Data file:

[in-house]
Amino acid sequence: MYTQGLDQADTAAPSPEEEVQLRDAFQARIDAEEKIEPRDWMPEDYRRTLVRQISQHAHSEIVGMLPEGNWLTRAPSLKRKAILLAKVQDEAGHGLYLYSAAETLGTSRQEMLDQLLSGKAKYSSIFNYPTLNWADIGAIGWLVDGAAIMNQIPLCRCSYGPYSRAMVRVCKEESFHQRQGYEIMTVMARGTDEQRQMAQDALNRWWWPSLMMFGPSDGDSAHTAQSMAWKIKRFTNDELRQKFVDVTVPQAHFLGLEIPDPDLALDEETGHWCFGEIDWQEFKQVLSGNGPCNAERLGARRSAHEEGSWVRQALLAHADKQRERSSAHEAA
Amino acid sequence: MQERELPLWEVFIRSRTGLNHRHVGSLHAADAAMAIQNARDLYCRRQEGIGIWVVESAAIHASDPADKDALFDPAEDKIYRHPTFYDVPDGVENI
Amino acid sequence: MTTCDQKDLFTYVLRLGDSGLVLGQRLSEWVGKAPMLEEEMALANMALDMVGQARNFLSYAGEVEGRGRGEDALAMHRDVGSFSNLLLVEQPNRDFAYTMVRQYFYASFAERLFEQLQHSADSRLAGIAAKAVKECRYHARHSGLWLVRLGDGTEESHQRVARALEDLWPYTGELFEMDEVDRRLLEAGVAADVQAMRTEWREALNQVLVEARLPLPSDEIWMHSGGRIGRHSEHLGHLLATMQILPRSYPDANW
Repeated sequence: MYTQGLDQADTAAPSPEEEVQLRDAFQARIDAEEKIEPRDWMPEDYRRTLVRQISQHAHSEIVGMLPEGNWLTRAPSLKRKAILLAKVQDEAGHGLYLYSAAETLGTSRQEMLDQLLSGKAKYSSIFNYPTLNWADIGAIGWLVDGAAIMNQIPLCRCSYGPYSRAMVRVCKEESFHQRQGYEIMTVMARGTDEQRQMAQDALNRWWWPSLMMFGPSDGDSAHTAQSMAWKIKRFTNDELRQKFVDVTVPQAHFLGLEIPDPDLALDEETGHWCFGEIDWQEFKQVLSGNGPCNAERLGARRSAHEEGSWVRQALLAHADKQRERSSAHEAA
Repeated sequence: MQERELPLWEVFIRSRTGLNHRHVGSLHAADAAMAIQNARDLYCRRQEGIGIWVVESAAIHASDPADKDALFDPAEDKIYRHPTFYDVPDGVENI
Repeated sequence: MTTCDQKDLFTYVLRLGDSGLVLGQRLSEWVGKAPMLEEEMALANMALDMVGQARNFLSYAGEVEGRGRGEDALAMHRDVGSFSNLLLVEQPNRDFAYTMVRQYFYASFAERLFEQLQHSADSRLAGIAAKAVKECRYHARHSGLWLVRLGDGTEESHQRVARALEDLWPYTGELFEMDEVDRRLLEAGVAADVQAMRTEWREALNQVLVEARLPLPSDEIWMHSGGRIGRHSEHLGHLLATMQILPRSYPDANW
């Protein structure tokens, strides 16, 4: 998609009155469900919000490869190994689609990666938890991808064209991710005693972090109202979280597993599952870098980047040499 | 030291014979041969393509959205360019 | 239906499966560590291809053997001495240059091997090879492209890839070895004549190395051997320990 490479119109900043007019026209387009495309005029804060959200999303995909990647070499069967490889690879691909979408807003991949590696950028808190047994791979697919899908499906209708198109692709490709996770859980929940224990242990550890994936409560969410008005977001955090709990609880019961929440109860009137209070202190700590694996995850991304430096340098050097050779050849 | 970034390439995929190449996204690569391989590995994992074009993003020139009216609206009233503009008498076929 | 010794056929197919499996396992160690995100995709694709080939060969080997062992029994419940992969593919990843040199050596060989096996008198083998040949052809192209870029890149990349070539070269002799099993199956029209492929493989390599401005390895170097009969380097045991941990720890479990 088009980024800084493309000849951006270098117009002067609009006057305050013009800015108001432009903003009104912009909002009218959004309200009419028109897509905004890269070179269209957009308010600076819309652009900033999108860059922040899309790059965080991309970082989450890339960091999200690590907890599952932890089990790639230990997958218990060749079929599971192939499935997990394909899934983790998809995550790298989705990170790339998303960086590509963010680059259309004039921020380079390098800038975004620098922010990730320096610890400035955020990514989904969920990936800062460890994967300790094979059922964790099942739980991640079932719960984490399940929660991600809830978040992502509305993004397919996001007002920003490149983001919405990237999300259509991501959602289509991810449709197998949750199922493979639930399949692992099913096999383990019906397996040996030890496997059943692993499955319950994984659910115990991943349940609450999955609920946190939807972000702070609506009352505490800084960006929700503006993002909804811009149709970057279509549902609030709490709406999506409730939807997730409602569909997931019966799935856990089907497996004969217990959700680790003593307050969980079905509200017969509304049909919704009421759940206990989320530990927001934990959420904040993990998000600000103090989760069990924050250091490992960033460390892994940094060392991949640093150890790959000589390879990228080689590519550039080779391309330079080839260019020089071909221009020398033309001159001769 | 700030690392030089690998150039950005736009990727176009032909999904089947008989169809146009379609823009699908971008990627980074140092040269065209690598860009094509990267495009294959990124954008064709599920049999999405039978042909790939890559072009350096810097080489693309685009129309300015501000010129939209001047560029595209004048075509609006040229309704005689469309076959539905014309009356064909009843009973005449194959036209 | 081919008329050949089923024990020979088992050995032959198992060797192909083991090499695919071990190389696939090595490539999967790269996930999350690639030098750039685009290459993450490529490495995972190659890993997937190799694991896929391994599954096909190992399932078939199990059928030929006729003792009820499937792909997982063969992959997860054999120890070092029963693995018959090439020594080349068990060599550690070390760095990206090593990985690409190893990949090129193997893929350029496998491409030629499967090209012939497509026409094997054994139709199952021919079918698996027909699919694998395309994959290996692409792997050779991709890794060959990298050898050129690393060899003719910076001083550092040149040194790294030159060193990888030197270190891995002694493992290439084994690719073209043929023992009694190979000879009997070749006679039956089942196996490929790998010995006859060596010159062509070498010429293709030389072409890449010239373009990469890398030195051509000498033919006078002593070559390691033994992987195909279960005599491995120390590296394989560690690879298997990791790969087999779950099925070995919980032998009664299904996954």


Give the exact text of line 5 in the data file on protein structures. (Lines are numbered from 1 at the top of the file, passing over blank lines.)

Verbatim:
Repeated sequence: MYTQGLDQADTAAPSPEEEVQLRDAFQARIDAEEKIEPRDWMPEDYRRTLVRQISQHAHSEIVGMLPEGNWLTRAPSLKRKAILLAKVQDEAGHGLYLYSAAETLGTSRQEMLDQLLSGKAKYSSIFNYPTLNWADIGAIGWLVDGAAIMNQIPLCRCSYGPYSRAMVRVCKEESFHQRQGYEIMTVMARGTDEQRQMAQDALNRWWWPSLMMFGPSDGDSAHTAQSMAWKIKRFTNDELRQKFVDVTVPQAHFLGLEIPDPDLALDEETGHWCFGEIDWQEFKQVLSGNGPCNAERLGARRSAHEEGSWVRQALLAHADKQRERSSAHEAA